Gerald Clarke (Cahuilla)<br /> Mixed media<br /> Anza, California<br /> <br /> &ldquo;I&rsquo;m a California Indian, one part traditionalist, one part Disneyland. I want my work to express the passion, pain, and reverence I feel as a contemporary Native person,&rdquo; says Gerald Clarke, whose mixed media work has been exhibited throughout the United States and in Europe. The artist adds, &ldquo;My ultimate goal as an artist is to give Indian culture back the humanity which has been taken from it by stereotypes created over the past five centuries. Neither the super-shaman nor the drunken-Indian do anything to convey what we as a people feel. In my work, I look for the unconventional beauty one finds only in TRUTHS. It celebrates, it mourns and it outshines all else. I feel that craftsmanship is the highest of virtues. It conveys pride, respect and authority. I have no chosen or recognizable visual style. My style is in the approach.&rdquo;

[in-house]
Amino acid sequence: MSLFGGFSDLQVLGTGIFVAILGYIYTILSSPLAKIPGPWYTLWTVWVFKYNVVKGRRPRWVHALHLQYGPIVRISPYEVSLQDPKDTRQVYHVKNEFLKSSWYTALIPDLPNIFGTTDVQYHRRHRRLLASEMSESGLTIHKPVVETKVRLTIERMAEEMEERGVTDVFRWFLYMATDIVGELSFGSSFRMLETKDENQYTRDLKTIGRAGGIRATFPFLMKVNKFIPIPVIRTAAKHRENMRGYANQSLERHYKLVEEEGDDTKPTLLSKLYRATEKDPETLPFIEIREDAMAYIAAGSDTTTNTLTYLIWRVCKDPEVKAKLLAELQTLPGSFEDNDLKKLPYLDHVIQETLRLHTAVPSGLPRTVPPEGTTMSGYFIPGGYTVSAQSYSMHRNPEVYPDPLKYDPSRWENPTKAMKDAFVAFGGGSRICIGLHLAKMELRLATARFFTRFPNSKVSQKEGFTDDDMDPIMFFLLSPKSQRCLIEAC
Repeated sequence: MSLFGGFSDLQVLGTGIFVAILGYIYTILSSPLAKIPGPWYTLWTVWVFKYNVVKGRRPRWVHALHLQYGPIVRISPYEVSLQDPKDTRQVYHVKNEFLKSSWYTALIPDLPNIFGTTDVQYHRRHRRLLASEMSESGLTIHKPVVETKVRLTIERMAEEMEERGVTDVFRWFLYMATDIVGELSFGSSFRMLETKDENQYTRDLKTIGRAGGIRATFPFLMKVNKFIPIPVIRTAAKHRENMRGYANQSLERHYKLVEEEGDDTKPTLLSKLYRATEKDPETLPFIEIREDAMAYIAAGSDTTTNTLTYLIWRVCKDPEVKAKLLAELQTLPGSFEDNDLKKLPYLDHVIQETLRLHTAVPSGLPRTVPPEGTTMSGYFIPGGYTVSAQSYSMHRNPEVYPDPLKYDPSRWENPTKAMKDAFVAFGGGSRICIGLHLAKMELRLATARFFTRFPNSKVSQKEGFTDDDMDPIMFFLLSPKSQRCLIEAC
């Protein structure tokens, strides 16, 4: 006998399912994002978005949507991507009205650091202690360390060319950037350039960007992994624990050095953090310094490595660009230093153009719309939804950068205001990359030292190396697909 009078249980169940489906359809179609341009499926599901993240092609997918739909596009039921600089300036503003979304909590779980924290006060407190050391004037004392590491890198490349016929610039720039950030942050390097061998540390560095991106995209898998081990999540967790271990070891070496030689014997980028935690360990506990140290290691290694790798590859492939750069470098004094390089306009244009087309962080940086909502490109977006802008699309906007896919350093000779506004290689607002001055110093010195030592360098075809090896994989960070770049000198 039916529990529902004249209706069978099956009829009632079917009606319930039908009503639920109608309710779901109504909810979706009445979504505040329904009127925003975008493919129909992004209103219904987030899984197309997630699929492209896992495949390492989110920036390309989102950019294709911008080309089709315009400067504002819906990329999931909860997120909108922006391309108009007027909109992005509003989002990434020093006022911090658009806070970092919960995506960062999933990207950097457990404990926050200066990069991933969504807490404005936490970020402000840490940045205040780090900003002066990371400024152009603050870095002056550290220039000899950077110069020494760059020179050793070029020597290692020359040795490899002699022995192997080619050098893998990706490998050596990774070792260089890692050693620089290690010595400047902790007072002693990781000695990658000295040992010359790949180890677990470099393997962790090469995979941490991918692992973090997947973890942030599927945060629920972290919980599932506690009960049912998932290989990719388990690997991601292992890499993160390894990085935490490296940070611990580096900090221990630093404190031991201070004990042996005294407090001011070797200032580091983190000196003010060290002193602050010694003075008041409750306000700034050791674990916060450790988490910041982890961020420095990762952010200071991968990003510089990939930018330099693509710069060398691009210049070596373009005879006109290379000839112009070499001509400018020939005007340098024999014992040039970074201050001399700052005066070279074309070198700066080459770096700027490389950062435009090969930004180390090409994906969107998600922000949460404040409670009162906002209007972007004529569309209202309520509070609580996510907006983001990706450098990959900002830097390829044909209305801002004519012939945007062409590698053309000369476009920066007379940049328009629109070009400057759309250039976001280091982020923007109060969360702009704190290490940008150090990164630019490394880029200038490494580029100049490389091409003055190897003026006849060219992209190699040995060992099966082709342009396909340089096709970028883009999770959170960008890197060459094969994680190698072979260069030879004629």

• Fellowship artist profile: Dana Claxton (Lakota)

    by Eiteljorg Museum | Jun 06, 2012
    Dana Claxton (Lakota)<br /> Video Installation and Photography<br /> Vancouver, British Columbia<br /> <br /> Through her art practice, Dana Claxton has critiqued many aspects of government, religion and consumer culture as they affect and disaffect contemporary Aboriginal peoples in Canada and the United Sates. She has produced many single-channel works, video installations and performances in the past decade. Pieced together, these projects form a subversive societal critique using traditional knowledge and contemporary art interface. Claxton is a 2006 ImagiNATION honoree. Her artwork is in the permanent art collections of many institutions across Canada, including the Canada Council Art Bank, Vancouver Art Gallery, and Winnipeg Art Gallery. Her work is also found in numerous library collections.